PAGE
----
Managing the Workspace
$GOROOT: This is an environment variable which stores the path where your Go installation is present if you have customized it.
$GOPATH: The Go universe for your machine. The idea is that all your Go code should reside in a directory tree so the code isn't lying around in random places.
/usr/home/suraj/Go, it has the following structure
- pkg: The libraries which'll be imported in our code, there is a
.afile created at the respective path.
- bin: The binary file of our project will be installed here on calling
go installin the project folder
- src: Will hold the actual code, if you have a github account, then you can create a folder tree inside like
- bin (binaries)
Go takes this unique approach so that all the Go code is well organized and not thrown in a haphazard manner. This makes it easy to locate code for humans and software alike.
Packages are one or more file(s) which contains Go source code. They can be named anything. Each package except the main needs to be a in a distinct folder on the
GOPATH. Each Go program starts with the package declaration. As a convention, package names are short and self documenting. The Format package is called
fmt since it is short and concise that way.
There can be any number of files in a package directory, but only one file with the main function. While building the code, the compiler starts with the main function in the main package.
When the Go compiler executes this statement, it'll try to find the library called "views" in $GOROOT/views or $GOPATH/src/views. It'll complain if it doesn't find the library in either of the two paths.
The actual package name is just "views", but for evaluating it, it's the absolute path of the package from the
For the Tasks app, it resides in
$GOPATH/src/github/thewhitetulip/Tasks, thus, my packages will lie within the Tasks folder. This makes it easy for distributing the libraries.
Note: Bad Workaround.
There is a workaround for this by treating
$GOPATH/srcitself as your entire project and having libraries directly inside it. This is not the Go way of doing things. Please do not do it.
We'll follow the standard practice and put our code in
$GOPATH/src/github.com/thewhitetulip/Tasks folder. While testing our app, we need a deployment version. I used
Tasks while building Tasks, I have made a folder
~/Tasks and here I keep the deployment version of Tasks, which contains the binary version and the static files. Every new build in the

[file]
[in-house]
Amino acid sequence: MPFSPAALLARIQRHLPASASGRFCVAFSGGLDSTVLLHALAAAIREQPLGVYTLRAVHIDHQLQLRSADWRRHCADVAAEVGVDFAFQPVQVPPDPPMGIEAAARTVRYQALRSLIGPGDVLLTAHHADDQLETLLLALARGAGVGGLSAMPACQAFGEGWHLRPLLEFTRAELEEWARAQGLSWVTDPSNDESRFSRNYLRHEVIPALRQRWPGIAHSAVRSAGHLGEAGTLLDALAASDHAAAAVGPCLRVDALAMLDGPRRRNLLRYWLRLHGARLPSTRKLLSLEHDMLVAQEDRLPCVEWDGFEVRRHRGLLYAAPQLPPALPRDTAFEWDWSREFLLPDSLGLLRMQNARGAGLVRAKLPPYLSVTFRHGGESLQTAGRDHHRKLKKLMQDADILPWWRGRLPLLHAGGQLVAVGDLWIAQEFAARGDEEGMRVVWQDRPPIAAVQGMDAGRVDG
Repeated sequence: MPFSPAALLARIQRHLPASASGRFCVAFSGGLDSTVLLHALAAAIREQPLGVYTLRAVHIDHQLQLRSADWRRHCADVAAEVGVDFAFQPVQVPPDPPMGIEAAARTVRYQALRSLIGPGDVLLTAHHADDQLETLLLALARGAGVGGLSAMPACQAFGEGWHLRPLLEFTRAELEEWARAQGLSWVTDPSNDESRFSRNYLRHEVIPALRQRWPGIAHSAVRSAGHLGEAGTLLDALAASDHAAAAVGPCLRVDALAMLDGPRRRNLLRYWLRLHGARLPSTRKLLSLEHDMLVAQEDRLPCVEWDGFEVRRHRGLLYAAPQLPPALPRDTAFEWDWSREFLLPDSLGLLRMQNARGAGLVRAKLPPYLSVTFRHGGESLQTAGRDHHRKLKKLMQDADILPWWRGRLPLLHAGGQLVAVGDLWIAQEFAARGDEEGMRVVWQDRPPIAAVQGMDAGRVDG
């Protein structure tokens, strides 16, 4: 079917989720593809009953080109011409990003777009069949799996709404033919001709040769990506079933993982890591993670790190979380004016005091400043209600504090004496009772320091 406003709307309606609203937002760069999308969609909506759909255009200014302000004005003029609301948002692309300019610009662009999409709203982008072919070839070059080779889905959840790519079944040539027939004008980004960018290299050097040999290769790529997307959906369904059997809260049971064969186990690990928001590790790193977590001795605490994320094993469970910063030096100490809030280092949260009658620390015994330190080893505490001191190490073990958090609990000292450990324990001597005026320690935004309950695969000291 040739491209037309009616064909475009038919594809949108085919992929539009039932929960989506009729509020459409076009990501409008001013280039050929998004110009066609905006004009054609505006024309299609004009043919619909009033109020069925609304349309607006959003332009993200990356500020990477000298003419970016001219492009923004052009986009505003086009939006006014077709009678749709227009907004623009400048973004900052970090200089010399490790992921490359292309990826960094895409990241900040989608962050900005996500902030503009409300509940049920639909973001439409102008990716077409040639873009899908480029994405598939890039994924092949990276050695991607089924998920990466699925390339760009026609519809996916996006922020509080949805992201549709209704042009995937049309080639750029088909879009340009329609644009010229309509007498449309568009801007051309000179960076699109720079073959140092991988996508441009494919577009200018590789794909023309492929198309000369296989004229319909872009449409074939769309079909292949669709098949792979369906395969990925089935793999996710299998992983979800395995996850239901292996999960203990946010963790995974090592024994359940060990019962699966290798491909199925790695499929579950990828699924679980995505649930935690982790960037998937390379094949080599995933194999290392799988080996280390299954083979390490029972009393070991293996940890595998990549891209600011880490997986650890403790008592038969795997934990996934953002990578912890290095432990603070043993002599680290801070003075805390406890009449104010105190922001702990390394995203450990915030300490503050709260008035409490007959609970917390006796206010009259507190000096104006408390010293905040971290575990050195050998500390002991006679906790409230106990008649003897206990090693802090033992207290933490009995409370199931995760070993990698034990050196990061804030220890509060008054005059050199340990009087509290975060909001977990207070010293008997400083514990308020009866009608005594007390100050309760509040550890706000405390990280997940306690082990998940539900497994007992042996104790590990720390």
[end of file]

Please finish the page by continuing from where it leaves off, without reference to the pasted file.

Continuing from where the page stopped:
src gets pushed in this folder.
Running a server
Webapps are deployed on IP addresses & ports. It is possible to run multiple websites on a single machine on different ports. There are an awfully large number of ports on each computer. Typically we choose a large port number like 8000 so it doesn't affect some other applications. Certain ports are restricted and need sudo access, like 80.
The IP address we bind the server to can be a public or private. Public means using ":8080" or "0.0.0.0:8080". Private means "127.0.0.1:8080"
- Public IP means that any computer in the same network can access the web app.
- Private means only your computer will be able to access it.
127.0.0.1, called localhost, is a special IP address which is given to every machine to refer to itself. It is called as loopback address. It doesn't matter if you are connected to the network or not, your machine will always have this IP address, so if you are want privacy use
If you do want your web application to be accessible via the network, use
0.0.0.0:8080 or just
:8080, when you give just the port number, the Go language assumes the IP address the machine is '0.0.0.0' and not
When I started learning building web apps in Django, I first read about the MVC pattern, the models, the views and what not. But that knowledge was to be assumed by me and I had no idea why that decision was made, along with that Django works like magic, one has to adapt to it's quirks. Hence while programming in Go, it'll be immensely benefitial to grow up to the MVC pattern by starting out small. The first app should entirely reside in the main.go file, then slowly, as the app grows, it needs to be structured well, so the all the handlers go into a views package, templates go in a templates folder, database related entities go in another package.
Learning by doing and experimenting is the best way. Challenge the status quo.